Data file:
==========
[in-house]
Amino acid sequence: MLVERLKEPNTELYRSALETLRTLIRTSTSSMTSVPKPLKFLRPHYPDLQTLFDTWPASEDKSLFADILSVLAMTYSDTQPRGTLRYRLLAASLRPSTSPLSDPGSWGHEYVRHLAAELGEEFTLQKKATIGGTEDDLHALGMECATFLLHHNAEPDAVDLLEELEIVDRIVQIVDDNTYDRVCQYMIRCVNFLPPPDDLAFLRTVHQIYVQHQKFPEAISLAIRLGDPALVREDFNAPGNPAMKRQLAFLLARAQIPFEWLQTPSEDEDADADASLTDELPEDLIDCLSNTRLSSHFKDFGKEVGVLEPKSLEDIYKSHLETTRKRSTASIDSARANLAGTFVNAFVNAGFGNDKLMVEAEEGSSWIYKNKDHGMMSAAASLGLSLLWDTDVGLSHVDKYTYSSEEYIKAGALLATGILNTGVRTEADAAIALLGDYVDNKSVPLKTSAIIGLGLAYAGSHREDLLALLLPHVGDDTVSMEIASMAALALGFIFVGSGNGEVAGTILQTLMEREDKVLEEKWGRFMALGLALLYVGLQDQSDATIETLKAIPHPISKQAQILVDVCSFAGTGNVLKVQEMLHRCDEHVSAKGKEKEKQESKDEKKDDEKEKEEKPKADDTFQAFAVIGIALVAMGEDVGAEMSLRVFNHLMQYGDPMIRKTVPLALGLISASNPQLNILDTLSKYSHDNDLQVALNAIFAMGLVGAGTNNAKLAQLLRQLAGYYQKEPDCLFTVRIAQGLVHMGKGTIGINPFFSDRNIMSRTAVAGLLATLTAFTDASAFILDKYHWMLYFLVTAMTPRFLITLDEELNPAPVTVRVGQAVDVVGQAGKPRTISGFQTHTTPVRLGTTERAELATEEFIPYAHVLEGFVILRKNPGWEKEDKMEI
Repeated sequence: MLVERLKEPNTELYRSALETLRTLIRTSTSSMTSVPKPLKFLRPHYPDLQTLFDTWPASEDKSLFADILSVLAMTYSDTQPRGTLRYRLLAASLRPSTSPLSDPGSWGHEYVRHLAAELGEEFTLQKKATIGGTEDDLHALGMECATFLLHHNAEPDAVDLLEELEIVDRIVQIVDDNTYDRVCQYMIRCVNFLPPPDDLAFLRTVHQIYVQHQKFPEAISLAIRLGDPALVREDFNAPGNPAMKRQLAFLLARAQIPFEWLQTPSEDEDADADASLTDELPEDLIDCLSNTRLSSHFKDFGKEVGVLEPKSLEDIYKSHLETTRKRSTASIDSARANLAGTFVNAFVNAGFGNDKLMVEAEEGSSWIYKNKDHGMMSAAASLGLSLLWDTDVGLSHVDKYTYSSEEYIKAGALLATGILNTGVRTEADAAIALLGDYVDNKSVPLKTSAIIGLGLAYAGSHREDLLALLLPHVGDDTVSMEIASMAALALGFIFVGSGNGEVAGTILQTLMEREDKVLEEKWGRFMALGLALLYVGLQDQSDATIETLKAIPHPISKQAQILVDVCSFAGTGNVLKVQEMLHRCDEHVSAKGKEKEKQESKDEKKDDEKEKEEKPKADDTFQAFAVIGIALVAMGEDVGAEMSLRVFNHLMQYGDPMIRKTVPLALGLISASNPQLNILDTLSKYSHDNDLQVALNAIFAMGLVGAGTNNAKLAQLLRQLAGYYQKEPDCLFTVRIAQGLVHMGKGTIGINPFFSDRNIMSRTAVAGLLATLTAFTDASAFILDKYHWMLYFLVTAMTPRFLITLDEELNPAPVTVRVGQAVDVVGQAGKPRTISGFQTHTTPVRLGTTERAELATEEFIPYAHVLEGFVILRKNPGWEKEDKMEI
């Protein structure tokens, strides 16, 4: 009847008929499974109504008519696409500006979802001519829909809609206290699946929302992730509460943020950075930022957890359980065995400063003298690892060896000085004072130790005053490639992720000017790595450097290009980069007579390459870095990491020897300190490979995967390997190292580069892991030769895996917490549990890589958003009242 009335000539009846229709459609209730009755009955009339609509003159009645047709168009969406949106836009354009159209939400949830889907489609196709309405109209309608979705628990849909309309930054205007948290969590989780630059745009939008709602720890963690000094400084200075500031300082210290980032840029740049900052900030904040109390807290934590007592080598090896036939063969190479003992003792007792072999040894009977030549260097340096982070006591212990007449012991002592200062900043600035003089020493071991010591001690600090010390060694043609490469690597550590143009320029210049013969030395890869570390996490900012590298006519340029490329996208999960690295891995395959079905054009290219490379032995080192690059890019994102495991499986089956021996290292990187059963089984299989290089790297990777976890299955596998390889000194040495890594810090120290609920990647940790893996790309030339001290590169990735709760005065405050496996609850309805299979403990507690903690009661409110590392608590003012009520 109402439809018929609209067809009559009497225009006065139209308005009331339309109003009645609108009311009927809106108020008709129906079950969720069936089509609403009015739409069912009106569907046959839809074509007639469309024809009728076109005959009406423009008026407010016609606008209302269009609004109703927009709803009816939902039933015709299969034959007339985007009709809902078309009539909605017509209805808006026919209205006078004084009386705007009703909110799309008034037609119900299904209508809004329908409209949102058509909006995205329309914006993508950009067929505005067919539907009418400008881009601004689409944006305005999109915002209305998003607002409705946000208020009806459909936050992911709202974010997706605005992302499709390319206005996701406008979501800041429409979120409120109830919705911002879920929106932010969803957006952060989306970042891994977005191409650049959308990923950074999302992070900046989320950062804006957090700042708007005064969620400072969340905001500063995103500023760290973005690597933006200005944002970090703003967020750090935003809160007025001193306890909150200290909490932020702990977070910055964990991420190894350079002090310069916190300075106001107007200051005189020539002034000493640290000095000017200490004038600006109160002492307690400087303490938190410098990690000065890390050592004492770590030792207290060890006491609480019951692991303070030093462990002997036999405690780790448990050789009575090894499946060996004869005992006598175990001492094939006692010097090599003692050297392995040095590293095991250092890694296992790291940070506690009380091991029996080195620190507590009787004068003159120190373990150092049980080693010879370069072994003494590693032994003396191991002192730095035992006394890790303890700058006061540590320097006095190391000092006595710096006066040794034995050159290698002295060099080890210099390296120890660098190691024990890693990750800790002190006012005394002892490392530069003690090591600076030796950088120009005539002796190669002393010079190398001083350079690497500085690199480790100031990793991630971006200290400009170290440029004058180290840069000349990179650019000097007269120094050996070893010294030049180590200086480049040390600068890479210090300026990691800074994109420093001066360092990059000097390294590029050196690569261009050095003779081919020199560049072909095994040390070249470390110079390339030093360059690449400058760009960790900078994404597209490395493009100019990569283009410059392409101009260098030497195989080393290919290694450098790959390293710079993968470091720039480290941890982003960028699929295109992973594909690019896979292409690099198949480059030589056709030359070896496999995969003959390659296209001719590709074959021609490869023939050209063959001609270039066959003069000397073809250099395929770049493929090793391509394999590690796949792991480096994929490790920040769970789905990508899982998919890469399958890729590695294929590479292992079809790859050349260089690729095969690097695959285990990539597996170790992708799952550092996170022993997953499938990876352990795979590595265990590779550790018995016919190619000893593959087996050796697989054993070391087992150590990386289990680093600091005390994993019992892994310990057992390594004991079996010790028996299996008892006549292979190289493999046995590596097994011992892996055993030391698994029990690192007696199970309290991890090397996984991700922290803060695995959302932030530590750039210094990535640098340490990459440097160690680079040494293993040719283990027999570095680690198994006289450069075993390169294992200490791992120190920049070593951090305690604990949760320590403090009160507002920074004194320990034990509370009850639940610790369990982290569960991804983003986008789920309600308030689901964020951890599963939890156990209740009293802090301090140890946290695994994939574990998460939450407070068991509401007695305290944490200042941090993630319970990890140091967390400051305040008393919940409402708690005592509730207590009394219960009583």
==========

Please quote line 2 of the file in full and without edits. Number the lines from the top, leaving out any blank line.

Amino acid sequence: MLVERLKEPNTELYRSALETLRTLIRTSTSSMTSVPKPLKFLRPHYPDLQTLFDTWPASEDKSLFADILSVLAMTYSDTQPRGTLRYRLLAASLRPSTSPLSDPGSWGHEYVRHLAAELGEEFTLQKKATIGGTEDDLHALGMECATFLLHHNAEPDAVDLLEELEIVDRIVQIVDDNTYDRVCQYMIRCVNFLPPPDDLAFLRTVHQIYVQHQKFPEAISLAIRLGDPALVREDFNAPGNPAMKRQLAFLLARAQIPFEWLQTPSEDEDADADASLTDELPEDLIDCLSNTRLSSHFKDFGKEVGVLEPKSLEDIYKSHLETTRKRSTASIDSARANLAGTFVNAFVNAGFGNDKLMVEAEEGSSWIYKNKDHGMMSAAASLGLSLLWDTDVGLSHVDKYTYSSEEYIKAGALLATGILNTGVRTEADAAIALLGDYVDNKSVPLKTSAIIGLGLAYAGSHREDLLALLLPHVGDDTVSMEIASMAALALGFIFVGSGNGEVAGTILQTLMEREDKVLEEKWGRFMALGLALLYVGLQDQSDATIETLKAIPHPISKQAQILVDVCSFAGTGNVLKVQEMLHRCDEHVSAKGKEKEKQESKDEKKDDEKEKEEKPKADDTFQAFAVIGIALVAMGEDVGAEMSLRVFNHLMQYGDPMIRKTVPLALGLISASNPQLNILDTLSKYSHDNDLQVALNAIFAMGLVGAGTNNAKLAQLLRQLAGYYQKEPDCLFTVRIAQGLVHMGKGTIGINPFFSDRNIMSRTAVAGLLATLTAFTDASAFILDKYHWMLYFLVTAMTPRFLITLDEELNPAPVTVRVGQAVDVVGQAGKPRTISGFQTHTTPVRLGTTERAELATEEFIPYAHVLEGFVILRKNPGWEKEDKMEI